Kiwis contain vitamin C, carotenoids, polyphenols, and dietary fiber; all of these nutrients are potentially beneficial to the immune system.
They have also been known to influence several biomarkers of oxidative stress and beneficial immune responses, to reduce the incidence and severity of symptoms of upper respiratory tract infections, hence reducing the likelihood of cold or flu-like illnesses .
Reduces blood clotting
Kiwis are known to manage our blood pressure and reduce blood clotting.
They help lower the levels of blood fats called triglycerides which can cause plaque growth in your arteries.
Studies show that kiwis can reduce platelet aggregation and hence reduce clotting.
These benefits are due to the presence of vitamin C, vitamin E, and polyphenols .
How to consume kiwi?
Kiwis can be consumed whole, but we ideally remove the skin before consumption.
Due to its tart flavor, no extra additives like sugar or salt are required.
The fun lies in its unique tart flavor that is so very refreshing.
You can add it in smoothies along with other fruits like bananas and blueberries or you can just slice it in half and dig right in with a spoon!
The two types of kiwis available on the market are green kiwis and golden kiwis.
The only difference would be the texture of the peel!
Any slight difference in their nutritional content can be overlooked since they both are nutrient-dense and highly beneficial!
Therefore, choosing either would be just fine.
How much to consume kiwi in a day?
Since these fruits are highly nutritious, consuming anywhere between one to three a day will suffice.
Your body can not have a better boost of nutrients from any other fruit but kiwi!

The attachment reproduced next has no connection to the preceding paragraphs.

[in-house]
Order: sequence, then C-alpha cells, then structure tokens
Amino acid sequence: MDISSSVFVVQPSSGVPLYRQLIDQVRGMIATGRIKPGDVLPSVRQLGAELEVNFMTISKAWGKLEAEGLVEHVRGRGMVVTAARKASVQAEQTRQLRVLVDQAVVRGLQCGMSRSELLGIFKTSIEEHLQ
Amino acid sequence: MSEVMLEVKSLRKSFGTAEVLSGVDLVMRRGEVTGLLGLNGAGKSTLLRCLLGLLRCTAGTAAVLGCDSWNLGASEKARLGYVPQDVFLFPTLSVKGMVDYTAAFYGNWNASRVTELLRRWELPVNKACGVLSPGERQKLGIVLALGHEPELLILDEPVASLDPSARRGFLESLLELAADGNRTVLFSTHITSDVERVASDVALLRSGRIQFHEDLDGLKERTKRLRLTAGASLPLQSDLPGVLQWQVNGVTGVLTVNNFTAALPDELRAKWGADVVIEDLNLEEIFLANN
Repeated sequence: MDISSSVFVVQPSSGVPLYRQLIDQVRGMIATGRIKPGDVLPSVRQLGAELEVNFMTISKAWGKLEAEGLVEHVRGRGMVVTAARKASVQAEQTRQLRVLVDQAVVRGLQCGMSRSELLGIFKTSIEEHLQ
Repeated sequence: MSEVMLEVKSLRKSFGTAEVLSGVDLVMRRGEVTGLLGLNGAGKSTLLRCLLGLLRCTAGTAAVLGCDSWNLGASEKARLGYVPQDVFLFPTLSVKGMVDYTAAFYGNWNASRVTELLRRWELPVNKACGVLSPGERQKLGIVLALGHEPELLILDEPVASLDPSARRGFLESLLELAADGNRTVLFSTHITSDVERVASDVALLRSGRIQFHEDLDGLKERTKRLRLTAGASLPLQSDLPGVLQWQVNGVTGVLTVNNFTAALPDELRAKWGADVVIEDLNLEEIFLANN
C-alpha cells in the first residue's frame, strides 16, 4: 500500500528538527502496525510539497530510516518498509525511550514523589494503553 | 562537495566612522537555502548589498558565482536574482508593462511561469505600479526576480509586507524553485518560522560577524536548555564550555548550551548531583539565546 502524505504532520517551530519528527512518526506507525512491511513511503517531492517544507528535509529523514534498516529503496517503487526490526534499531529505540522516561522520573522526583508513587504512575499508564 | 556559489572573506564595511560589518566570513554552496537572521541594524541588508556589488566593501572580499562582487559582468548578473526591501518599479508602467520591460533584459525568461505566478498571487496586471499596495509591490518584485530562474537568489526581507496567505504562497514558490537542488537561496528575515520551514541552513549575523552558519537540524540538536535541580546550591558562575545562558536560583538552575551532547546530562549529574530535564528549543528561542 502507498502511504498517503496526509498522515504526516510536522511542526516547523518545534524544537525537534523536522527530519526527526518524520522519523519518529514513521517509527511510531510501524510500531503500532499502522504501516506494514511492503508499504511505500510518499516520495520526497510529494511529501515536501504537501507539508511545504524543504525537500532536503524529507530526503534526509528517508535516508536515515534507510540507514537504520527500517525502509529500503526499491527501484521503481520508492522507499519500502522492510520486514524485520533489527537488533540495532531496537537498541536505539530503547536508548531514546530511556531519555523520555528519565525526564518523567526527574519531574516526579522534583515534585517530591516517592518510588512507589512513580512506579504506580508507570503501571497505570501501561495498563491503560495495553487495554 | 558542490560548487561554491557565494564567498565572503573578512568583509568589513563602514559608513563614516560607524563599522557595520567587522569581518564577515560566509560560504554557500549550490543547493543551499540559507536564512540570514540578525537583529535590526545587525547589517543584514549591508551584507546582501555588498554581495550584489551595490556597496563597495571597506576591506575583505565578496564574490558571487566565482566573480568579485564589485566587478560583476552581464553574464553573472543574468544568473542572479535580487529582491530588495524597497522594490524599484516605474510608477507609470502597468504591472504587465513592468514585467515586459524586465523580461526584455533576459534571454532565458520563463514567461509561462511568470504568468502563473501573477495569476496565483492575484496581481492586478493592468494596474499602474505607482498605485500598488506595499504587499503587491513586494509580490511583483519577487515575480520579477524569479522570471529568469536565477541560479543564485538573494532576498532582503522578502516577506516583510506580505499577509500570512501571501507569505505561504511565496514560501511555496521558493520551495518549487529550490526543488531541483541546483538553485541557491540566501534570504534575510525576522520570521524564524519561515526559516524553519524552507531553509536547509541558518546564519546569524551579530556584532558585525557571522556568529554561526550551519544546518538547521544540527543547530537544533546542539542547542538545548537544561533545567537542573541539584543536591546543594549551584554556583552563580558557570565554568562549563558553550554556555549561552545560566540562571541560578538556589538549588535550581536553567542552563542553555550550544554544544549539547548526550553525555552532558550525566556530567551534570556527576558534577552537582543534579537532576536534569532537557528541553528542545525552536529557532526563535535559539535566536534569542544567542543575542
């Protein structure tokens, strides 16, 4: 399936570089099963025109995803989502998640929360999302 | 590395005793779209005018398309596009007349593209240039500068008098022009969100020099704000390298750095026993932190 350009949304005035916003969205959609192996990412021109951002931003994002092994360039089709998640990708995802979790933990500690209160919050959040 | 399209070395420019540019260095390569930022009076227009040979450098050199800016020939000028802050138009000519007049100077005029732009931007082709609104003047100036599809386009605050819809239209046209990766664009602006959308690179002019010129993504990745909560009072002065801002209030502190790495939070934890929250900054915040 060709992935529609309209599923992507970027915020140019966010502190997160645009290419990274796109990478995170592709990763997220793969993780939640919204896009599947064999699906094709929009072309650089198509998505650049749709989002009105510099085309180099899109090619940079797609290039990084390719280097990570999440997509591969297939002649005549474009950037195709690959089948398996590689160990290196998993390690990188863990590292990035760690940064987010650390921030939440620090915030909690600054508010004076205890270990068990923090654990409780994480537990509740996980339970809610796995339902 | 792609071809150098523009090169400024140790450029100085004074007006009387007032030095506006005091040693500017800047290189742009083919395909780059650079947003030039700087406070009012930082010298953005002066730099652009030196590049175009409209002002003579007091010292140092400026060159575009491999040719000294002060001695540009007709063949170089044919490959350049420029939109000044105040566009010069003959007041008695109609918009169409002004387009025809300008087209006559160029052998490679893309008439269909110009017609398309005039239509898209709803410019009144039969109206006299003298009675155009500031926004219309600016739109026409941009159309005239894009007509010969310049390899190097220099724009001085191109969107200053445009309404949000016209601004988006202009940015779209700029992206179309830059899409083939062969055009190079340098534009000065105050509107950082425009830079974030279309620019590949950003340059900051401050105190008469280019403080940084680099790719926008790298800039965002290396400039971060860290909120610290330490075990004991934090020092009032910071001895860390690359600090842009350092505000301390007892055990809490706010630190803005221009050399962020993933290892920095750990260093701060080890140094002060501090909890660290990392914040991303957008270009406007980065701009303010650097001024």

What if I consume in excess?
Although considered safe, sometimes consuming too many kiwis a day could trigger an allergic reaction. It could also cause oral irritation, rashes, dermatitis, swelling, and diarrhea.
It is always best to check if you are allergic to kiwis before consuming any.
How to store kiwi?
Kiwis, when completely ripe, can be stored in the fridge and will remain fresh for five to ten days.
If the kiwis are firm to touch, they can be stored in the refrigerator for about a month.
To ripen a kiwi, leave it in a loosely closed paper bag at room temperature for two to three days and avoid unusual heat and direct sunlight. Once ripened, refrigerate immediately.
Can I grow kiwis at home?
You can grow kiwis at home from store-bought kiwis, although it will take you a good three to five years before you can taste the fruit of your labour, literally and figuratively.
Once the seeds are sowed, ensure to keep your pot watered and in the sun. As it grows, provide a strong support system and lots of room since this plant can grow up to 30 feet long!
Kiwis are highly nutritious and extremely delicious. The vitamins in kiwi, add to its nutritional profile that in turn benefit our bodies.
Making them a part of your diet will give you the nutritional boost you require in a day.
However, do watch out for any allergic reactions!
With all the goodness that comes with kiwis, I often wonder why they aren’t considered the king of fruits?!
Do you also wonder the same thing? Let us know in the comments below!
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- USDA. “Kiwi fruit: Green, raw.” Food Data Central, (2019)
- Kahkeshani, Niloofar et al. “Pharmacological effects of gallic acid in health and diseases: A mechanistic review.” Iranian journal of basic medical sciences vol. 22,3 (2019): 225-237.
- Tajik, Narges et al. “The potential effects of chlorogenic acid, the main phenolic components in coffee, on health: a comprehensive review of the literature.” European journal of nutrition vol. 56,7 (2017): 2215-2244.
- Abdulkhaleq, Layth Abdulmajeed et al. “Therapeutic uses of epicatechin in diabetes and cancer.” Veterinary world vol. 10,8 (2017): 869-872.
- Forastiere, F et al. “Consumption of fresh fruit rich in vitamin C and wheezing symptoms in children. SIDRIA Collaborative Group, Italy (Italian Studies on Respiratory Disorders in Children and the Environment).” Thorax vol. 55,4 (2000): 283-8.
- Skinner, Margot A et al. “Effects of kiwifruit on innate and adaptive immunity and symptoms of upper respiratory tract infections.” Advances in food and nutrition research vol. 68 (2013): 301-20.
- Duttaroy, Asim K, and Aud Jørgensen. “Effects of kiwi fruit consumption on platelet aggregation and plasma lipids in healthy human volunteers.” Platelets vol. 15,5 (2004): 287-92.